To get myself up to speed I binge read Pro Git by Scott Chacon and Ben Straubboth, Patterns for Managing Source Code Branches by Martin Fowler, and the TypeScript Handbook ... each in its entirety.

Respectively, these three masterpieces cover:

  • Git's history, philosophy and command line techniques
  • Git workflow patterns that help software teams to achieve both stability and efficiency in the development process
  • Innerworkings of the TypeScript language and how to tune the compilation process

They took a good minute to finish. I can't even lie.

Naruto meme
"There's no shortcut to becoming hokage"

But these investments of time were well worth it, and I highly recommend that TypeScript devs read all three (and all devs read the first two)!

OK ... cool. So what's HaTs?

Armed with this knowledge, I decided to put everything I learned into an open source project. Now I'm proud to announce the release of HaTs6

HaTs is a command line tool for TypeScript authors that preconfigures TS projects for a smooth development workflow. Its goal is to save you precious dev time and protect your mental real estate.

How it Works

HaTs works by streamlining the laundry list of repetitve, error-prone tasks required to start new TypeScript projects and complete development cycles:

🛠 Bootstrapping fresh projects

The hats create command triggers the HaTs CLI to shallow copy and customize a TypeScript template project. It also initializes a local repo for your machine and remote repo for your GitHub account.

📝 Configuring your environment

When bootstrapping your project, HaTs injects your project-specific data into the template's "placeholder" slots. Project settings you pass to the CLI get merged with (1) your machine's git configs and (2) any HaTs system configs you've saved.

Afterwards, dozens of packages in the TypeScript ecosystem such as Jest and TypeScript ESLint will work for you out of the box.

Enforcing Good CI/CD Habits

In HaTs projects, the package.json scripts property contains the implementation to automate execution for seven of the most important CI/CD tasks:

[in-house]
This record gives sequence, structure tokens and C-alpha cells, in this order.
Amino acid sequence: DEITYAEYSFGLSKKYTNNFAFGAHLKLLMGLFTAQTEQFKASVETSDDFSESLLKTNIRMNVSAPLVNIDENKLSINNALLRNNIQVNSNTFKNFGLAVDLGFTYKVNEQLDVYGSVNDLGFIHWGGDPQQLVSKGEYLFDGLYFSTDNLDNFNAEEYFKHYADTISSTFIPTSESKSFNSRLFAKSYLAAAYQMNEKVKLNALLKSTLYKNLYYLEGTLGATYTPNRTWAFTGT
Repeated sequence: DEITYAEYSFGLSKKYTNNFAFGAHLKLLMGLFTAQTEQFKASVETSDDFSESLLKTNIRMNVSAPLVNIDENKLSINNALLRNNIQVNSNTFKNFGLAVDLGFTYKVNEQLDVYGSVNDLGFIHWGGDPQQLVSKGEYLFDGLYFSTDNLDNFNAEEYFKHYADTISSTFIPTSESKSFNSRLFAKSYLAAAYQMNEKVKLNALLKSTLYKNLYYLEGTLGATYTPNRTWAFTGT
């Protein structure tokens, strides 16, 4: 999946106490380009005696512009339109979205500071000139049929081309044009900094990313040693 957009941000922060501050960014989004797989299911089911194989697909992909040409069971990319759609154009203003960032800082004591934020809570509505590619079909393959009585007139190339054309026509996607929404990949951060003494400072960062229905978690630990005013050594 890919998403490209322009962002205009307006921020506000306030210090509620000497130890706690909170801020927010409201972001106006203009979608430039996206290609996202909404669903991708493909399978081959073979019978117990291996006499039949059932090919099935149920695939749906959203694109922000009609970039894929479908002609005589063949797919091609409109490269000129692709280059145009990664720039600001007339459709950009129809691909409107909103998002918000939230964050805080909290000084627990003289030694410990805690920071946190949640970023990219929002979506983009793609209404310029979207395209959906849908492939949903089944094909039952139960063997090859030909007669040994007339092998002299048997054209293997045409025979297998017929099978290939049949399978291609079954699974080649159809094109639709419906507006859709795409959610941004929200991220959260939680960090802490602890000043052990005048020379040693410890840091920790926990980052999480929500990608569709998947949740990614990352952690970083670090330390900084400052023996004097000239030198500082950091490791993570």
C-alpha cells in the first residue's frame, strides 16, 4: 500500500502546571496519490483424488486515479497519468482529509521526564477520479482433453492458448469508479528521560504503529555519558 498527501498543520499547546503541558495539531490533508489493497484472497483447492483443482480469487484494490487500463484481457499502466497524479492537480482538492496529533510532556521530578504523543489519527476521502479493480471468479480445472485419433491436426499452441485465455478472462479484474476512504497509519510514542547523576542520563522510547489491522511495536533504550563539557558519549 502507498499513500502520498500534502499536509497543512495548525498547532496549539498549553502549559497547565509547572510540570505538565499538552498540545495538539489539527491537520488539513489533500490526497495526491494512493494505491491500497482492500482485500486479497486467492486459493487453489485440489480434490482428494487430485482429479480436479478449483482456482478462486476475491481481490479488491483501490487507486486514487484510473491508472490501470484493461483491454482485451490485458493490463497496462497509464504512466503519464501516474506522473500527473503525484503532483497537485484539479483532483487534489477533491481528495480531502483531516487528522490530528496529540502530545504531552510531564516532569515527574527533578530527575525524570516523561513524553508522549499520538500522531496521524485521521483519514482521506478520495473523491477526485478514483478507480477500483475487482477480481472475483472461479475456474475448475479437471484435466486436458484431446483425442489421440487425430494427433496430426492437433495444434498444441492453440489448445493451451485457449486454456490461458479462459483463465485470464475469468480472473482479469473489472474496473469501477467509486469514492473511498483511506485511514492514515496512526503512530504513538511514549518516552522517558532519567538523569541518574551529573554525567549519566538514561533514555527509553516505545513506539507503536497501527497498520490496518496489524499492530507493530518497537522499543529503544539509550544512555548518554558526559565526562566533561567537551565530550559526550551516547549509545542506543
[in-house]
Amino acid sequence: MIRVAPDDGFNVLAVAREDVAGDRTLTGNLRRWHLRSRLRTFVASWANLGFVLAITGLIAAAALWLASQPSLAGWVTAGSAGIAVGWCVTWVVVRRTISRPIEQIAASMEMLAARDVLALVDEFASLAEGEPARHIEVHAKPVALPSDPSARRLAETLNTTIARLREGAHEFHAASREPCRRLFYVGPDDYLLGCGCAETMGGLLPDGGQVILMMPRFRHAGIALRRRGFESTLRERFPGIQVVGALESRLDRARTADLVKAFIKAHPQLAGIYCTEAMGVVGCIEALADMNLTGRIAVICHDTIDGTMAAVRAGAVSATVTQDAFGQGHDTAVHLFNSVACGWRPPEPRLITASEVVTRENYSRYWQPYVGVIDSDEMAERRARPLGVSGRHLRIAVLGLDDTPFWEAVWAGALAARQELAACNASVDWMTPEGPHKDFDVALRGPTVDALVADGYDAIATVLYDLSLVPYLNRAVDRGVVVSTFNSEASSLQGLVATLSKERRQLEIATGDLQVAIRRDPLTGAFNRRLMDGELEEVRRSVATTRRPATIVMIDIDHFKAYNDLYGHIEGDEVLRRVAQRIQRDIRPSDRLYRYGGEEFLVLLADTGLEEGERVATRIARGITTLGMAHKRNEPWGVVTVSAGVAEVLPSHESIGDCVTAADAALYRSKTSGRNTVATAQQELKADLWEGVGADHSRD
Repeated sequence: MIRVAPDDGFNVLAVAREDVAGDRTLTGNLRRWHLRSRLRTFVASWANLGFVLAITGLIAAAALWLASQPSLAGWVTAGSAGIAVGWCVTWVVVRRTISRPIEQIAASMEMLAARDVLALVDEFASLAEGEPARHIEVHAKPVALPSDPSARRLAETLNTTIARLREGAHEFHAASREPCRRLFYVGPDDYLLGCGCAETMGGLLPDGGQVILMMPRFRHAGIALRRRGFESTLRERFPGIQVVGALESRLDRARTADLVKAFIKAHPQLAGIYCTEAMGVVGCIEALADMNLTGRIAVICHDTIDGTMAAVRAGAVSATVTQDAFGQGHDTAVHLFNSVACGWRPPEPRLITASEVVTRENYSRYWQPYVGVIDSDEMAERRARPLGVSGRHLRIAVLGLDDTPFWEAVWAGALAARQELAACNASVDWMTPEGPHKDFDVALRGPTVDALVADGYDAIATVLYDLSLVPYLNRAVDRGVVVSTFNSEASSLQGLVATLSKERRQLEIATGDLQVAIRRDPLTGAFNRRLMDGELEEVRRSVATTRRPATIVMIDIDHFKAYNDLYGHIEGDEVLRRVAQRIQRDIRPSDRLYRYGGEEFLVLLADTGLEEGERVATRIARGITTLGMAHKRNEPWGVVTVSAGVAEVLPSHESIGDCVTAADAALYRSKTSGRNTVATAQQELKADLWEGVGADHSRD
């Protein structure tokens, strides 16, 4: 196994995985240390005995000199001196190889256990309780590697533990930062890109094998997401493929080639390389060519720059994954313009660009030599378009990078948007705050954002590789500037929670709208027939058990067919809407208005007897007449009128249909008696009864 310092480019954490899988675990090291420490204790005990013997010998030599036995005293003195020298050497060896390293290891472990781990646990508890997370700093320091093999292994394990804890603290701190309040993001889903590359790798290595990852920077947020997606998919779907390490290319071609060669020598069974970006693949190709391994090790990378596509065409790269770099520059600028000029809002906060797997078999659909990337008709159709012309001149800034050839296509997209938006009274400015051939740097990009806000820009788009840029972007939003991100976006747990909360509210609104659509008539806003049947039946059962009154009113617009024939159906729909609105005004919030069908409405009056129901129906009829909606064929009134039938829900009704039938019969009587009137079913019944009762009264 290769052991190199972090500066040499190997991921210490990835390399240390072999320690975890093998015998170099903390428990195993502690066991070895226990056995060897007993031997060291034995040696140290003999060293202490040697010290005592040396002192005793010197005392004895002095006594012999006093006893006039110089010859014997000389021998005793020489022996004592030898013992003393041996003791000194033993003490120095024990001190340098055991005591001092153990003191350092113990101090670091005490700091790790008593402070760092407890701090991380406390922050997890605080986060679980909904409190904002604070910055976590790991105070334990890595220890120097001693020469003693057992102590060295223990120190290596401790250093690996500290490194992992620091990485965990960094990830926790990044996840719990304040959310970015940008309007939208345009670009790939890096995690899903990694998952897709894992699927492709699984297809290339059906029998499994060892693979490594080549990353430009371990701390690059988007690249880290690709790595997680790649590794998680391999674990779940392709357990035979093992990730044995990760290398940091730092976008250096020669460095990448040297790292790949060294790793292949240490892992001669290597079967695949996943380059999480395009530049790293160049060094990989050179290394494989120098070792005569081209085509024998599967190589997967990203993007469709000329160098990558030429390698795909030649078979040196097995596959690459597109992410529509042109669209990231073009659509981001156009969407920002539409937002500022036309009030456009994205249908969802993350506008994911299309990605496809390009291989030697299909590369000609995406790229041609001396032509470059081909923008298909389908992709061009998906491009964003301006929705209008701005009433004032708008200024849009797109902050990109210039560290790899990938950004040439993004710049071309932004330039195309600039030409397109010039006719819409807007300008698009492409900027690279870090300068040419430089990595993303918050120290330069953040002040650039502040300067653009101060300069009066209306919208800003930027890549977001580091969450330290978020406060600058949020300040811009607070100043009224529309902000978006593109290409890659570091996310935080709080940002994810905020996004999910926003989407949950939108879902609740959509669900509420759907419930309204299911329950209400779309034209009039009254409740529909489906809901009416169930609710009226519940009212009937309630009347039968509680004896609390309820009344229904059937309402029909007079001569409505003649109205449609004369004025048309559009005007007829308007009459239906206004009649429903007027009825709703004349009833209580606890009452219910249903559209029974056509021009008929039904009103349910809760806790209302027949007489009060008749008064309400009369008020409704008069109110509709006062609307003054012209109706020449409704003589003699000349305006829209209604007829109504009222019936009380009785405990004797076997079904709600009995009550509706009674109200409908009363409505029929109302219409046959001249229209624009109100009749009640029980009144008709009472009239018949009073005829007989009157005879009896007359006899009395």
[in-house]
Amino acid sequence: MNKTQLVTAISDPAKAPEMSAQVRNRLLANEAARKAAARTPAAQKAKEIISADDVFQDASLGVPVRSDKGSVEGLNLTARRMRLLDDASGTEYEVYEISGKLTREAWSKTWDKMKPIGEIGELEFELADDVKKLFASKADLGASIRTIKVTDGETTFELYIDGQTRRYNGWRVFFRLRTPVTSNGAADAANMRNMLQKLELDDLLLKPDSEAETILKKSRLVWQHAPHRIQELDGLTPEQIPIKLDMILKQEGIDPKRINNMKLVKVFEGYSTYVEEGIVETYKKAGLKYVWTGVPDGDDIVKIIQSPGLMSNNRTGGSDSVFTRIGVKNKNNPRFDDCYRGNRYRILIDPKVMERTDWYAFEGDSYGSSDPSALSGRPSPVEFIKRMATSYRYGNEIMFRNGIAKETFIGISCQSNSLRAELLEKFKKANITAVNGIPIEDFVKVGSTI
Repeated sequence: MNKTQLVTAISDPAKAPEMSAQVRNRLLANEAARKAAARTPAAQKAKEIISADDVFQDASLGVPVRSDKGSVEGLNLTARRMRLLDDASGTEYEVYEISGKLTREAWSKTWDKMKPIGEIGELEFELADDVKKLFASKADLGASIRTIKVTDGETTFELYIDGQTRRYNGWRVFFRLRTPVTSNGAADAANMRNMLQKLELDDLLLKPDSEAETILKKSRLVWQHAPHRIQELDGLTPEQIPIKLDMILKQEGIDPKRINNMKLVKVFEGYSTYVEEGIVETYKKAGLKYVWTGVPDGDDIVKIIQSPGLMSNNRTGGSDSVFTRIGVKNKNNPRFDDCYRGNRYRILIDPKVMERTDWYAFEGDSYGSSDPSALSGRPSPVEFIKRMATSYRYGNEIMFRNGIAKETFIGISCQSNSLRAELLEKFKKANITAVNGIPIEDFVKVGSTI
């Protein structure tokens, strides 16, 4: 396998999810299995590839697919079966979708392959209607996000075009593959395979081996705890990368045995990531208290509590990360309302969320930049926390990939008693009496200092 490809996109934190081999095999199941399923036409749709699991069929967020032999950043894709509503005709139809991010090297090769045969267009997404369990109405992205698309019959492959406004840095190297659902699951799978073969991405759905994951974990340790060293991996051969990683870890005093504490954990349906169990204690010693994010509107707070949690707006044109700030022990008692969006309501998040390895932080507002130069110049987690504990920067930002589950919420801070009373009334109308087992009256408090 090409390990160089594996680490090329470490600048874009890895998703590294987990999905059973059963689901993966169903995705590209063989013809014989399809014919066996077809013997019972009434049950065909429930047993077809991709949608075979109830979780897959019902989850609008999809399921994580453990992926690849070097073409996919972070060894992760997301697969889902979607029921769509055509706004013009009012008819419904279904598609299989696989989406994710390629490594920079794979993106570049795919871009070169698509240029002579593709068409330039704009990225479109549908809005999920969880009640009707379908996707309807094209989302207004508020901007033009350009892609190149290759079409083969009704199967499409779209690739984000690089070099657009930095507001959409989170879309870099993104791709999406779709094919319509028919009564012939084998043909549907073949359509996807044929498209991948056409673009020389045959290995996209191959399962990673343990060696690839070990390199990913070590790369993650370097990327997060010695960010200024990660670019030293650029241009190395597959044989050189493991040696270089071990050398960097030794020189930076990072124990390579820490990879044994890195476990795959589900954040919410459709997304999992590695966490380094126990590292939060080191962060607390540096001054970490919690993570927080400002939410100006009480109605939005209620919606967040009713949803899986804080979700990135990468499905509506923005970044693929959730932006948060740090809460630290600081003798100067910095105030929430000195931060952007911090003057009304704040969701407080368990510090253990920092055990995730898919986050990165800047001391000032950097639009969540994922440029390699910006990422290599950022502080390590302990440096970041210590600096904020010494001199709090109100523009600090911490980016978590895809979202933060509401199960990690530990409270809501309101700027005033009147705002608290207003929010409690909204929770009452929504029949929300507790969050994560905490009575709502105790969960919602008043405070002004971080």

1. Testing ⤵
  2. Linting ⤵
  3. Enforcing code style ⤵
  4. Syncing local changes to your remote ⤵
  5. Prepping for a new release with a new changelog entry ⤵
  6. Building ⤵
  7. Finally ... Publishing 🚀

Simply use the npm run X syntax from the command line to execute any of these tasks.

Under the Hood, HaTs has three projects working in tandem7

  1. HaTs CLI –

The interactive hats-cli package is the muscle of the project. When installed globally, it can bootstrap fresh TypeScript projects on demand and manage (persistent) HaTs settings on your machine.

  1. TypeScript Template Repo –

The HaTs template repo on GitHub provides the basis for the file system in each new HaTs project

  1. Docs –

Lastly, the static NextJS homepage features the HaTs Quick Start guide and documentation. This is the best place to start if you're interested in trying out HaTs for yourself.

Supporting HaTs

The easiest way to show some love to the HaTs project is to head over to the main GitHub repo and drop a star ⭐

Also - if you're a programmer who's interested in contributing to HaTs, PRs are welcome! To propose a new feature or bug fix, see the Contributing Guidelines.


Major shoutout to Mozilla for the clean revamp.
9 times out of 10 you can stay within performance budget by writing good JS and optimizing your build. Only niche use cases require you to reach for Go, Rust, and committee.
Especially because VSCode automagically started providing nice intellisense hints with just this small change.
Ideally, some DevOps wizard on your team will handle this for everyone and drop you in a pit of success. But if that doesn't apply, the HaTs defaults will help you get on the right track.
That means I'm telling the truth for a fact.
In case you were curious, HaTs is short for Happy TypeScript, which apparently makes it a "euphonious acronym" according to allacronyms. The name is emblematic of the goal I had going into the project – to change my own TypeScript development experience from a tedious, confusing, and frustrating dogfight 😢 into something efficient, simple, and fun 😎
Just like Thug, Gunna, and Wheezy, HaTs is a 3-Headed Snake.

About me

I'm Kamar, a software engineer from Memphis, TN – I specialize in frontend React and server-side NodeJS development. Thanks for reading!